Hernán Cortés arrived at the site of present day Veracruz on Good Friday, April 21st 1519 and began his siege of Mexico shortly thereafter. By 1521 he had crushed the Aztec empire…Veracruz provided Mexico’s gateway to the outside world for over 400 years. Invaders and pirates, incoming and outgoing rulers, settlers, silver and slaves – all came and went, making Veracruz a lynchpin in Mexico’s history (Mexico, Lonely Planet Global Limited, 16th ed, 2018).
Typical of many great port cities, Veracruz is a mixture of beautifully restored historic buildings sitting alongside less attractive and sometimes disused grimy ruins – all in the shadow of a busy shipping port.
There are some beautifully restored buildings around the zocolo (or Plaza de Armas) framed on three sides by café filled arcades.
On the weekends a brass band plays in the zocolo where locals come to dance and others come to watch and listen to the merimbas playing outside the cafes that line the beautiful plaza.
Street sellers sell freshly cut fruits in plastic cups, cigars, ice creams, chips, shell themed souvenirs and will shine your shoes for a couple of dollars. The macelon(wharf) has been recently restored for the 500th (yep, 500th) Anniversary and is filled on the weekends with people strolling along the waterfront, eating ice-creams, buying trinkets from street stalls and Veracruz t-Shirts.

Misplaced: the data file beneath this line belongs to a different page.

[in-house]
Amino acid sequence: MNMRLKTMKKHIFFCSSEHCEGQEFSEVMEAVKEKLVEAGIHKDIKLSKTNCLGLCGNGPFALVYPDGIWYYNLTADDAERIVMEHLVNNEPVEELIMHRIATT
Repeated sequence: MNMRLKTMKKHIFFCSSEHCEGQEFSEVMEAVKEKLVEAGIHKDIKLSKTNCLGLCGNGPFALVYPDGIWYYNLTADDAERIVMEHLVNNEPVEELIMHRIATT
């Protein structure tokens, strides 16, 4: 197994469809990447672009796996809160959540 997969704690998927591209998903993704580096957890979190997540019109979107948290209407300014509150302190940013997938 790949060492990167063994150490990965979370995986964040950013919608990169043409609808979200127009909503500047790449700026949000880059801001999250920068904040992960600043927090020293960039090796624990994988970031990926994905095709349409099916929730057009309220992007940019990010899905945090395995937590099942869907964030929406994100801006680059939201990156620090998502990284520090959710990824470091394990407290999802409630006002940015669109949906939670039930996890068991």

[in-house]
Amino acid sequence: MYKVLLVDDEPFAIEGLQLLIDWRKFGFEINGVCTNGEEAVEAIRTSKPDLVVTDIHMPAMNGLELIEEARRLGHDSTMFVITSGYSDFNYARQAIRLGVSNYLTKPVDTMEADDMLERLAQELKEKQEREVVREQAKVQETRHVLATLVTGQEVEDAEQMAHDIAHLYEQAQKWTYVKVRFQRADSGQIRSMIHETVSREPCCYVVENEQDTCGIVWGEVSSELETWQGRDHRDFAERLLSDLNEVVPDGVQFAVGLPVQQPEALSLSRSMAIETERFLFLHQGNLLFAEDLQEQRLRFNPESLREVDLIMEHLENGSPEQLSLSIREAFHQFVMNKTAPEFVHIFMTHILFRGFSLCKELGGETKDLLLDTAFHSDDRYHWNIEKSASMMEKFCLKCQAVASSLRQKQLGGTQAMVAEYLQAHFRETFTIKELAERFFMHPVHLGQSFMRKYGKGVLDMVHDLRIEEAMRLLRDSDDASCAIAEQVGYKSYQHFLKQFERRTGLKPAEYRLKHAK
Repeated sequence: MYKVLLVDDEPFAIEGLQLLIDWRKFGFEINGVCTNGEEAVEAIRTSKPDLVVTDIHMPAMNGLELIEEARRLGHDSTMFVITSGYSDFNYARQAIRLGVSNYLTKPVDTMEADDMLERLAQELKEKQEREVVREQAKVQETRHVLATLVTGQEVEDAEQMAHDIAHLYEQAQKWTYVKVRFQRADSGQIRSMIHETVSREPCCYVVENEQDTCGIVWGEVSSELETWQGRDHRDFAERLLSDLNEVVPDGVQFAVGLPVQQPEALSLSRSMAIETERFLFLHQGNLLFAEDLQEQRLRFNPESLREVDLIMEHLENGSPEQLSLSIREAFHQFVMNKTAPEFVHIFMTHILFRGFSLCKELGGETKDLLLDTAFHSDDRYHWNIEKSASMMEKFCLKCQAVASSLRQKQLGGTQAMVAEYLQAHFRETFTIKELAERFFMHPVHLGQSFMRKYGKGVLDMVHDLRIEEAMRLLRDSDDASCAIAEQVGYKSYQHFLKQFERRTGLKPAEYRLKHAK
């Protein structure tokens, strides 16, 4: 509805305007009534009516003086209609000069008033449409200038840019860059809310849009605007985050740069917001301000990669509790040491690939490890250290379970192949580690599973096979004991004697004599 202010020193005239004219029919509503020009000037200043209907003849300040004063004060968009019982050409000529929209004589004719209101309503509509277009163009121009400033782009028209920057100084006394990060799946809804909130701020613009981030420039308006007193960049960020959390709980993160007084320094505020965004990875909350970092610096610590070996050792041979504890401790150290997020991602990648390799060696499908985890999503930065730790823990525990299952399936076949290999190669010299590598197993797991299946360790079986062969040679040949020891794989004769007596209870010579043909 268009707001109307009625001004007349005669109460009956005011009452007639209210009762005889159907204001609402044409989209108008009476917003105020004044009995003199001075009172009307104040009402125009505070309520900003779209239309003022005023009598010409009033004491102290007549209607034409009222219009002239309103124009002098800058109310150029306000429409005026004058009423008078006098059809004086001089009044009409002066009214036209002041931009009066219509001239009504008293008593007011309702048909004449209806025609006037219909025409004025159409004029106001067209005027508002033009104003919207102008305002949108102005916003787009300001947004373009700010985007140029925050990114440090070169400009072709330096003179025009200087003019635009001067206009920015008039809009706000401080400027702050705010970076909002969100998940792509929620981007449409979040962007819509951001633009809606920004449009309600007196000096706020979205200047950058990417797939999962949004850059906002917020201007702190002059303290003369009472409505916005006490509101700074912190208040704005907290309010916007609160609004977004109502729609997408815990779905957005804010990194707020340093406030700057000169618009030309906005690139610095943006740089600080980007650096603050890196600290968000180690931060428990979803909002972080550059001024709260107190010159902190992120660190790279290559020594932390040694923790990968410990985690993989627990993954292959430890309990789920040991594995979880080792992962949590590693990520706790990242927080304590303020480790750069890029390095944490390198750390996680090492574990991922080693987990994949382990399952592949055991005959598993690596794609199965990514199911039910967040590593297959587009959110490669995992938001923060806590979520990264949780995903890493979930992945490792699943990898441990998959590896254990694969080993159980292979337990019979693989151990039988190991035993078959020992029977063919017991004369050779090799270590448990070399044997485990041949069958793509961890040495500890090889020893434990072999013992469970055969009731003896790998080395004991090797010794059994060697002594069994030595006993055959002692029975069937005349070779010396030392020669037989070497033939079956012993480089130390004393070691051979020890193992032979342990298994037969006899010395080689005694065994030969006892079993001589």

Along with its significance as a major shipping port, Veracruz is a popular seaside destination for Mexicans. On the weekend, we thought we’d been invaded, as tour buses filled with ‘locals’ from Mexico city rolled into town and filled the main plaza and wharf area shops and stalls. South of the ‘old’ town is Boca del Rio, a 10km+ stretch of beach resorts akin to Surfers’ Paradise in Queensland but with black sand and less surf and all the fast food restaurants you can name!
Although probably not a place you’d spend time in Veracruz unless you had to (like us, waiting for the car), after you’ve visited a museum or two, discovered the great coffee, browsed the antique bookshops and wandered the streets, the old town sort of grows on you. Add to this the security afforded by the armed police, marines, or military who frequently pass by standing in the back of their vehicles. What’s not to love about Veracruz?
Well, after the predicted wait to get paperwork approved to temporarily import our vehicle (4 days), get access to the port to unload the car from the container and have it inspected (1 day), and then a further wait (2 days) for paperwork to be signed off to get the car released by Customs and off the docks, we reckon we have given Veracruz a ‘good go’ and are looking forward to getting on the road again on 30th May.